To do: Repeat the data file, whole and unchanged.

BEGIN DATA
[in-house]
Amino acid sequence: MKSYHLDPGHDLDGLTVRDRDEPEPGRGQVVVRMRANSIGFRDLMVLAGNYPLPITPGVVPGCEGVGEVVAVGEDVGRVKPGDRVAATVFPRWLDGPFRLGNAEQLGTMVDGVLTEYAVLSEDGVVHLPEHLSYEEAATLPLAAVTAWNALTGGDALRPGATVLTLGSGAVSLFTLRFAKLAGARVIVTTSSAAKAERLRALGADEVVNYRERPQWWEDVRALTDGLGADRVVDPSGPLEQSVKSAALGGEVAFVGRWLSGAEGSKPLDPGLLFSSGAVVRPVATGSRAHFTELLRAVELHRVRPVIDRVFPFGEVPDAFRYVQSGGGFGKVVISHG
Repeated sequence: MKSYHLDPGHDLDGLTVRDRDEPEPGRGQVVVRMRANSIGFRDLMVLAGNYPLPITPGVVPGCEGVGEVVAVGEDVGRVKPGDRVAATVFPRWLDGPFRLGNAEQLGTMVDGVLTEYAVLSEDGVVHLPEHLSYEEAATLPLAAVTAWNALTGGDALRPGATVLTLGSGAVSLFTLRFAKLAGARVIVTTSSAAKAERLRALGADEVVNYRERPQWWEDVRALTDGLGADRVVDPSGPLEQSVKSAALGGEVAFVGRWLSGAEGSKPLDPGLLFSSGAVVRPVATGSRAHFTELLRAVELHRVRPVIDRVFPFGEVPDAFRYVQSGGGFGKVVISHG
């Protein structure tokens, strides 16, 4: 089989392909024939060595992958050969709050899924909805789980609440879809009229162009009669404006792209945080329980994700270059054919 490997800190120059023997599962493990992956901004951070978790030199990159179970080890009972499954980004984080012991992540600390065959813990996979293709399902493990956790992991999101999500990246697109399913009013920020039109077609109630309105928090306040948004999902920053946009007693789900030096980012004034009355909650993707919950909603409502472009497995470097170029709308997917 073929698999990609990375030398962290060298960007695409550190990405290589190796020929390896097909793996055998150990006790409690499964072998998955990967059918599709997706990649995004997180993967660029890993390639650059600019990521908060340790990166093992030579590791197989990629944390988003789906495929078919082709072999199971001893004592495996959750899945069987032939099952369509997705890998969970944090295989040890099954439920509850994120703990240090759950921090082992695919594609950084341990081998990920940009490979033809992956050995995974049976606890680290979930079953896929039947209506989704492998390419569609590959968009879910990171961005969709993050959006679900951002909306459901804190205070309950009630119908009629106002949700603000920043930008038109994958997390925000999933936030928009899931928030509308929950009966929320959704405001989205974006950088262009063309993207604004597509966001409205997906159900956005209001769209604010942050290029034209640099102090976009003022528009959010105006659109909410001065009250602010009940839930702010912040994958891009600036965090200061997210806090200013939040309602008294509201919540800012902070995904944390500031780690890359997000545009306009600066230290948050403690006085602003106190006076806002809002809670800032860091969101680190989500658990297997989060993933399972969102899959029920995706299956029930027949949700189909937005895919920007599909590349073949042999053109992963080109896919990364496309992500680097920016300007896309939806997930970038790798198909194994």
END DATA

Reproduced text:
[in-house]
Amino acid sequence: MKSYHLDPGHDLDGLTVRDRDEPEPGRGQVVVRMRANSIGFRDLMVLAGNYPLPITPGVVPGCEGVGEVVAVGEDVGRVKPGDRVAATVFPRWLDGPFRLGNAEQLGTMVDGVLTEYAVLSEDGVVHLPEHLSYEEAATLPLAAVTAWNALTGGDALRPGATVLTLGSGAVSLFTLRFAKLAGARVIVTTSSAAKAERLRALGADEVVNYRERPQWWEDVRALTDGLGADRVVDPSGPLEQSVKSAALGGEVAFVGRWLSGAEGSKPLDPGLLFSSGAVVRPVATGSRAHFTELLRAVELHRVRPVIDRVFPFGEVPDAFRYVQSGGGFGKVVISHG
Repeated sequence: MKSYHLDPGHDLDGLTVRDRDEPEPGRGQVVVRMRANSIGFRDLMVLAGNYPLPITPGVVPGCEGVGEVVAVGEDVGRVKPGDRVAATVFPRWLDGPFRLGNAEQLGTMVDGVLTEYAVLSEDGVVHLPEHLSYEEAATLPLAAVTAWNALTGGDALRPGATVLTLGSGAVSLFTLRFAKLAGARVIVTTSSAAKAERLRALGADEVVNYRERPQWWEDVRALTDGLGADRVVDPSGPLEQSVKSAALGGEVAFVGRWLSGAEGSKPLDPGLLFSSGAVVRPVATGSRAHFTELLRAVELHRVRPVIDRVFPFGEVPDAFRYVQSGGGFGKVVISHG
């Protein structure tokens, strides 16, 4: 089989392909024939060595992958050969709050899924909805789980609440879809009229162009009669404006792209945080329980994700270059054919 490997800190120059023997599962493990992956901004951070978790030199990159179970080890009972499954980004984080012991992540600390065959813990996979293709399902493990956790992991999101999500990246697109399913009013920020039109077609109630309105928090306040948004999902920053946009007693789900030096980012004034009355909650993707919950909603409502472009497995470097170029709308997917 073929698999990609990375030398962290060298960007695409550190990405290589190796020929390896097909793996055998150990006790409690499964072998998955990967059918599709997706990649995004997180993967660029890993390639650059600019990521908060340790990166093992030579590791197989990629944390988003789906495929078919082709072999199971001893004592495996959750899945069987032939099952369509997705890998969970944090295989040890099954439920509850994120703990240090759950921090082992695919594609950084341990081998990920940009490979033809992956050995995974049976606890680290979930079953896929039947209506989704492998390419569609590959968009879910990171961005969709993050959006679900951002909306459901804190205070309950009630119908009629106002949700603000920043930008038109994958997390925000999933936030928009899931928030509308929950009966929320959704405001989205974006950088262009063309993207604004597509966001409205997906159900956005209001769209604010942050290029034209640099102090976009003022528009959010105006659109909410001065009250602010009940839930702010912040994958891009600036965090200061997210806090200013939040309602008294509201919540800012902070995904944390500031780690890359997000545009306009600066230290948050403690006085602003106190006076806002809002809670800032860091969101680190989500658990297997989060993933399972969102899959029920995706299956029930027949949700189909937005895919920007599909590349073949042999053109992963080109896919990364496309992500680097920016300007896309939806997930970038790798198909194994």